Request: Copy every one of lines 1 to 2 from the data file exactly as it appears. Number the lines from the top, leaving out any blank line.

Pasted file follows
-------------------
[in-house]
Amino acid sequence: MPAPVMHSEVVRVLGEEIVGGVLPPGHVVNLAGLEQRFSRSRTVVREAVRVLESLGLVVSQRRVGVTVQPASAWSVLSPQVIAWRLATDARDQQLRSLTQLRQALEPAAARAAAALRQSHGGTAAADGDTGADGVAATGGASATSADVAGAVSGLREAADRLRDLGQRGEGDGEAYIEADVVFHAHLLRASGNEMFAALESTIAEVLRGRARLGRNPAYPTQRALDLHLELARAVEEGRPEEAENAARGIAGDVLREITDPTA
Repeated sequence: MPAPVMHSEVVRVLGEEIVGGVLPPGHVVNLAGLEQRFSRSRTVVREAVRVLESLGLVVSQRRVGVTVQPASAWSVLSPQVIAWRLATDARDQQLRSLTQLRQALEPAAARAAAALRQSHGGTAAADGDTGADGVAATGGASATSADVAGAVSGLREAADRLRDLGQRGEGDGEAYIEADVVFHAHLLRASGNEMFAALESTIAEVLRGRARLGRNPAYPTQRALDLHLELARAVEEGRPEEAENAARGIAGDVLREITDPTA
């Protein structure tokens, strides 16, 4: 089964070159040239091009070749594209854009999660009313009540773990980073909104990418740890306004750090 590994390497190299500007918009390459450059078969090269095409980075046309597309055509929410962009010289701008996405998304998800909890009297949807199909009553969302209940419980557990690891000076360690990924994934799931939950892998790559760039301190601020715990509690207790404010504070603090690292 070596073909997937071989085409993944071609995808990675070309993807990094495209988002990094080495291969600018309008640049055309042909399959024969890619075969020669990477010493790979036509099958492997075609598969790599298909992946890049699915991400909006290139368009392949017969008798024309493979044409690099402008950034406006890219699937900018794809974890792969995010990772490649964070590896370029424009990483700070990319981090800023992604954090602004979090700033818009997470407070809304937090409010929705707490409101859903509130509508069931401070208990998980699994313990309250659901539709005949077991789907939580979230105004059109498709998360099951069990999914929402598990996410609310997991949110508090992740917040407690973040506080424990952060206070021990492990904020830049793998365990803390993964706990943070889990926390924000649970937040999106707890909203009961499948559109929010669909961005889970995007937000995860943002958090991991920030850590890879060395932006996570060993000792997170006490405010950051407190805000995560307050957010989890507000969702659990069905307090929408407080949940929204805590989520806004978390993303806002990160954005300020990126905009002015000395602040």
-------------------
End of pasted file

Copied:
[in-house]
Amino acid sequence: MPAPVMHSEVVRVLGEEIVGGVLPPGHVVNLAGLEQRFSRSRTVVREAVRVLESLGLVVSQRRVGVTVQPASAWSVLSPQVIAWRLATDARDQQLRSLTQLRQALEPAAARAAAALRQSHGGTAAADGDTGADGVAATGGASATSADVAGAVSGLREAADRLRDLGQRGEGDGEAYIEADVVFHAHLLRASGNEMFAALESTIAEVLRGRARLGRNPAYPTQRALDLHLELARAVEEGRPEEAENAARGIAGDVLREITDPTA